NEW: Two people die in weather-related accident on San Diego highway Saturday night
Rain expected near Oroville Dam in Northern California, but lake levels have dropped
Waterlogged Northern California will get more heavy rainfall into Wednesday, renewing fears about flooding in the region.
A flood warning is in effect for Northern California’s interior counties through Thursday. Storms started overnight Saturday, with two to four inches of rain expected by Wednesday, CNN meteorologist Allison Chinchar said. Some areas may get up to 10 inches and the driving rain could drastically reduce visibility, Chinchar warned.
Driving rain could drastically reduce visibility, Chinchar warned.
Meanwhile, power is still out and cars submerged across Southern California, which experienced one of its most drenching storms in recent years.
More than 131,000 customers lost power Friday night, officials said. Late Saturday evening, 6,100 people still remained without power, Southern California Edison told CNN. Sinkholes, localized floods and downed trees and power lines also were reported.
In Victorville, San Bernardino County, one person was found dead Friday in a flooded vehicle, firefighters said. A second storm victim, a 55-year-old man, was electrocuted when a power line fell Friday in Sherman Oaks, west of downtown Los Angeles, the fire department said.
On Saturday, the Thousand Oaks Police Department said a body was recovered from a river gorge. Police didn’t give any details.
Two people died Saturday evening after an accident in San Diego on Interstate 15, California Highway Patrol Sgt. Nicole Pacheco told CNN.
The rain headed for the north likely won’t pose a threat to Oroville Dam, officials said Saturday, thanks to falling water levels.
Skirting death as storm rages
The storm proved harrowing for one Los Angeles driver on Friday night, when the road beneath her car gave out, plunging her to the bottom of a 20-foot sinkhole, CNN affiliate KTLA-TV reported.
“My car kept turning and turning upside down, and I was just like, ‘I got to stay calm,’ ” Stephanie Scott told the TV station.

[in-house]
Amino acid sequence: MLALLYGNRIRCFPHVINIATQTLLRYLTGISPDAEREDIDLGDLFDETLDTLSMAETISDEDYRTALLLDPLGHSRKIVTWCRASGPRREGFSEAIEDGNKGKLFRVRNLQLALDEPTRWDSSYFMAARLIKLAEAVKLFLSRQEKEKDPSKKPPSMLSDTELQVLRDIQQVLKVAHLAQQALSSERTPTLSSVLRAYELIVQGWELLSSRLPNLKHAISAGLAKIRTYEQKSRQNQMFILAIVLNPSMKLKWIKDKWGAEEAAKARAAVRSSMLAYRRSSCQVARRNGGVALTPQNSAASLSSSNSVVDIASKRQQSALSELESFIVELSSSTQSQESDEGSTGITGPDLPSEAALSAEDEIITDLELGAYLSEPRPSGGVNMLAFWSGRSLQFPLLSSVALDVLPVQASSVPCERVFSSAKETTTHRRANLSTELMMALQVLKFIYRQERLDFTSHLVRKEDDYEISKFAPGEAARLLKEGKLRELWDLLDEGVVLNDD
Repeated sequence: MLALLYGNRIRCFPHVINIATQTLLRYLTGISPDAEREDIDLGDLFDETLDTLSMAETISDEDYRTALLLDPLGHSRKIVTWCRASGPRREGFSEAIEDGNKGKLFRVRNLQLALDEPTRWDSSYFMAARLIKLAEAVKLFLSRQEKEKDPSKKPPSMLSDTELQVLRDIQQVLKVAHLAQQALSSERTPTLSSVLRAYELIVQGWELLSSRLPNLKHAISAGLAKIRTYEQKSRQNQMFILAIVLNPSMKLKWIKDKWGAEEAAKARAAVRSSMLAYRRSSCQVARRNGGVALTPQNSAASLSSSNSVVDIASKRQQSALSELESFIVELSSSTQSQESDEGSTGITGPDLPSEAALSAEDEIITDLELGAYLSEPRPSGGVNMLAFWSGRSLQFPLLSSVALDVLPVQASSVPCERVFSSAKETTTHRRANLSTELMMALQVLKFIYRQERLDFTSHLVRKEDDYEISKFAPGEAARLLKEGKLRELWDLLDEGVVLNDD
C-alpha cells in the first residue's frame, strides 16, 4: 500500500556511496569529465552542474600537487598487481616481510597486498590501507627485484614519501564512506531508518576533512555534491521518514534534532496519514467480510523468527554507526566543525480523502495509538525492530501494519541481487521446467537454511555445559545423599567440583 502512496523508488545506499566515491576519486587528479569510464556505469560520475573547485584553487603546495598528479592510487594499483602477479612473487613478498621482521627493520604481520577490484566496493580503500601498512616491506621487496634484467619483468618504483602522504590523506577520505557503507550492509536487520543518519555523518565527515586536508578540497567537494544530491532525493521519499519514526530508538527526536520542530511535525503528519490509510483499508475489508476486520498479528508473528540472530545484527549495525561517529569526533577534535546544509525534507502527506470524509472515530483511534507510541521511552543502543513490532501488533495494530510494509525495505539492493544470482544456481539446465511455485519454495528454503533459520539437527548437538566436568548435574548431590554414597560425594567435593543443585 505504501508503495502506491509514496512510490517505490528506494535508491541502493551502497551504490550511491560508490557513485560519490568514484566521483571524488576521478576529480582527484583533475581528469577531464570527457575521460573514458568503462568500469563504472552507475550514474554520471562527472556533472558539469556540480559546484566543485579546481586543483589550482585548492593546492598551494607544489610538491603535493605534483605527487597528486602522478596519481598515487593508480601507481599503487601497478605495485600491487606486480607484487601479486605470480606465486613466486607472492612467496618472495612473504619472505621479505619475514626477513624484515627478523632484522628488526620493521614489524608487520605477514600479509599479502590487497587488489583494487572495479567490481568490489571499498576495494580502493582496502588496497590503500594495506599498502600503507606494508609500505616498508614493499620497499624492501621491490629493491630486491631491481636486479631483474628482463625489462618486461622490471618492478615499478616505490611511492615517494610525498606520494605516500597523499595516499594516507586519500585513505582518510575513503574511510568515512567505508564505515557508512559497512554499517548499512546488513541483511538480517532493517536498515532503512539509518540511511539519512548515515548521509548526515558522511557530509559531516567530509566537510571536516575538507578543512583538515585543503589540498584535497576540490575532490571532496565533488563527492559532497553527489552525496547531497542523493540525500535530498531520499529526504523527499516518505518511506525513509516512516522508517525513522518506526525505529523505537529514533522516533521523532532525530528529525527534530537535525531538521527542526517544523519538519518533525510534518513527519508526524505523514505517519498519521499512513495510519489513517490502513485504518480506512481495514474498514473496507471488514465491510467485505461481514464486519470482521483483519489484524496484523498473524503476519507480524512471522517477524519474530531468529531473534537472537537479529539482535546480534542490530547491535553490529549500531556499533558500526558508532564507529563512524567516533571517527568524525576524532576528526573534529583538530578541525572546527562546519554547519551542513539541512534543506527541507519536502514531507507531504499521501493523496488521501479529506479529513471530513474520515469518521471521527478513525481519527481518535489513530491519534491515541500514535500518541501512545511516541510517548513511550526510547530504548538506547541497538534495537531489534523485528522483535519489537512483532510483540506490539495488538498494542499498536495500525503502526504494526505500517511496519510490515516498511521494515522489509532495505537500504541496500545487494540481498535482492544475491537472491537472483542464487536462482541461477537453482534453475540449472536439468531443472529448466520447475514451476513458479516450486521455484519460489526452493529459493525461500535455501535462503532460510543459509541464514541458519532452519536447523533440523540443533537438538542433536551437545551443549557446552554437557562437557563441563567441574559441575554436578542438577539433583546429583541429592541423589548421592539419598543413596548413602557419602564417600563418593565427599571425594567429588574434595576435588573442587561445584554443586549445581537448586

Scott managed to climb out of her car and yell for help. When firefighters arrived, they used ladders to free her from the sinkhole.
“It’s totally a miracle,” Scott told KTLA. About 10 minutes after she was pulled to safety, a van teetering on the edge of the hole crashed down on top of her car, the station reported.
In San Bernardino County, CNN affiliate KABC-TV captured the breathtaking moment a fire truck plummeted off a washed-out roadway.
Rescuers were responding to a report that a semitrailer had fallen over the edge of southbound Interstate 15. KABC video shows the fire truck’s right rear tire dangling over the edge.
Suddenly, more pavement gives way, and the truck tumbles over the side.
No one was in the fire truck when it fell, and no one was hurt, fire officials told KABC. The driver of the semitrailer was also OK, KABC reported.
While some roads are washed away, others are covered in thick mud and rocks.
Mike Myers posted video to Twitter from Highway 138 in the West Cajon Valley showing a car with its tires buried in mud, the front bumper apparently ripped off.
The rain was so furious at one point, a parking garage in Los Angeles turned into a waterfall.
Rainfall totals from the National Weather Service showed parts of Santa Barbara County had seen more than 7 inches of rain in two days. Parts of Ventura County saw more than 6 inches.
The storm has also blanketed higher elevations with snow.
Parts of the south-facing foothills and coastal mountain slopes could see up to 10 inches of rain through the weekend, meteorologists said.
Oroville Dam ‘is holding up’
The weather brings more worries for communities south of Oroville Dam. Rainfall over the next seven days could total more than 12 inches.
The water level is at 854 feet, 47 feet below the mark where a emergency spillway, which is under repair, is needed.
“We’re looking very good. Our crews continue to fill holes in the emergency spillway,” said Richard Cordova of Cal Fire.
The amount of water flowing into Lake Oroville is much less than the water allowed to flow out through a primary spillway in the dam.
Authorities have even reduced the outflow by 30%, allowing crews to clean up debris below the dam, the tallest in the United States.
CNN’s Paul Vercammen, Dottie Evans, Cheri Mossburg, Rachel Aissen, Joe Sutton, Emma Shapiro and Carma Hassan contributed to this report.